Several months back, I read a post by Seth Godin about the future of the library, and it stuck in my head. As the daughter of a librarian, this is something I think about often. As a kid, I spent many hours in the library, searching for books and bringing home as many as I could carry each week. I relied on the library for research, and for socializing as it provided a place for book discussion and showed movies every Saturday morning.
I still visit the library, but when I was a kid it was three blocks away – now it’s a ten minute drive and not always convenient. Though I try, my eight year old son doesn’t hold it in the same regard and he’s not the only one.
Many people have changed their attitudes about the library. What was once THE place to go for reading and learning material is now one of the first places to close as towns and cities struggle to find funding.
The Library Now
I’ll be honest. I love the library. I love browsing books and it’s hard to control myself and pick out only enough to read in a couple of weeks. If I had my druthers, I’d walk away with a wheelbarrow full. The problem is, I have to return them by a certain date. This is where they get me. When I lived in New York City, the library was on my way to the subway and I simply dropped off the books on my way to work. In the town I live now, it’s not in a spot that’s necessarily convenient to me, and between work and family, I can’t always find the the time to drop off. The library has become less convenient for me through no fault of its own.
For the longest time my family used the library mostly for DVDs. Now, we use Netflix and watch movies via cable. Though we have to pay, it’s much easier for us to have everything delivered to our home. In fact, Netflix, and Kindle gave me the idea for this post.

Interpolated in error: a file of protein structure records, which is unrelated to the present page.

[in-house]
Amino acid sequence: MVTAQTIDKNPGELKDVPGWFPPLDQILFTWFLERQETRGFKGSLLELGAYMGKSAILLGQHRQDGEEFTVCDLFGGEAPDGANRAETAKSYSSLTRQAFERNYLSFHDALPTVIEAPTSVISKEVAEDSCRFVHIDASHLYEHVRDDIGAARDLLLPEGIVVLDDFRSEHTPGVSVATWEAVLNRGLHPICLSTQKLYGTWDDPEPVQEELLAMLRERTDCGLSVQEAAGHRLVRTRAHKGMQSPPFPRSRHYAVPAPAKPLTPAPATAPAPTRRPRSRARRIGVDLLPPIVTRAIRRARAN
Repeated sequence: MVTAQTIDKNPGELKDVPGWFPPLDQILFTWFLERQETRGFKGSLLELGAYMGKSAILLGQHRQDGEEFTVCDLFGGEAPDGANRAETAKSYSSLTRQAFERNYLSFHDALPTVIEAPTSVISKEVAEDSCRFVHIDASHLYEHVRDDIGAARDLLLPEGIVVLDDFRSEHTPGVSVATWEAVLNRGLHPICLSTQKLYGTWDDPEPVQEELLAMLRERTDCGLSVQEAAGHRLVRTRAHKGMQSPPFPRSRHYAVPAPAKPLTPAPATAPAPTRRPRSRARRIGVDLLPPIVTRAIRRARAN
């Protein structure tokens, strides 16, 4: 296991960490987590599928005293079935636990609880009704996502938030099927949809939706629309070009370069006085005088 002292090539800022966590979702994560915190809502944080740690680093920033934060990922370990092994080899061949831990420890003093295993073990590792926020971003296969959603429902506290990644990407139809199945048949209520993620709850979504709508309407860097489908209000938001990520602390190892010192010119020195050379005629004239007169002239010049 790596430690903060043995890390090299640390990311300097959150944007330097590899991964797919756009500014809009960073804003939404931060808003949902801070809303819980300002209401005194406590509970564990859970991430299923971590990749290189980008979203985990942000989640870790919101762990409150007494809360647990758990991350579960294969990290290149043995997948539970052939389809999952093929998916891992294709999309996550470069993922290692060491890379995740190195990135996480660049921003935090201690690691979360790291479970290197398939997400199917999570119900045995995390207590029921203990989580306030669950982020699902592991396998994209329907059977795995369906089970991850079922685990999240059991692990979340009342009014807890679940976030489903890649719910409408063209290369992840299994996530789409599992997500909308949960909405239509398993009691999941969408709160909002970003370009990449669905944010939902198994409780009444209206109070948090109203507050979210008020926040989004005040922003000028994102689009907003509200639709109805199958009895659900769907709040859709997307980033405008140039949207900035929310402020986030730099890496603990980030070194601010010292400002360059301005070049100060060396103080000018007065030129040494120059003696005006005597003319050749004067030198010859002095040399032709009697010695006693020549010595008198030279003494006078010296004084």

If everything is so automated and convenient, does the library have a future?
What the Library Could Be
I think the library needs to change with the times. There are plenty of ways for it to remain relevant and operable, but it needs a new model.
Subscription based services
Ten to fifteen years ago, my grandmother used to belong to a library in New York City specializing in large print books. She made her selections and the library sent them to her to read. They also included a postage-paid mailer so Grandma could return the books at her convenience. It worked the same way Netflix does now, except it wasn’t an online service.
The library of the future could offer the same type of services with readers selecting books online and either opting to pick them up as they do now, or paying a monthly fee to have books delivered to their homes. If you think people won’t pay, I can assure you that plenty of people buy books simply because they don’t want to have to deal with drop offs and late fees. Seeing how many books are being sold at garage sales, or donated back to the library, I’m thinking that they also take up a lot of space. My Kindle also tells me that folks don’t necessarily have to physically own the books they want to read, either.
Let’s say the average person buys two to three books each month, paying a small subscription fee such as with a service like Netflix. It might be more cost efficient to subscribe to a library service and there’s less clutter in the house.
Wouldn’t it be cool if the library could partner with various e-readers (or create one of their own) so we can arrange to have download books to our Kindles, iPads, Nooks and other readers? Wouldn’t it be cool if we could have a week’s access to available films, but they came straight to our television? The problem with these services is that it will take time and money to put together, and most towns and cities don’t have that kind of budget. However, People come together for libraries all the time and I hope I’m not native in thinking that this type of service could work.
In house services
The library could still offer in house services. Though I don’t borrow as many books as I used to, I still use the library for:
- Movie showings (usually free)
- Book discussions
- Courses and classes (usually free)
- A quiet place to work
- Community meeting spots
There is still a place for all these services, as well as borrowing books, movies and doing research, but it’s just not enough anymore.
When it comes to libraries, I don’t have all the answers. I only know that what was once an important way of life for me is becoming less convenient. Even in this economy, people are choosing convenience over free. Will our libraries be able to adapt and keep up? Or will they fall to the wayside as being irrelevent?
What are your thoughts and possible solutions? How do you see the library of the future?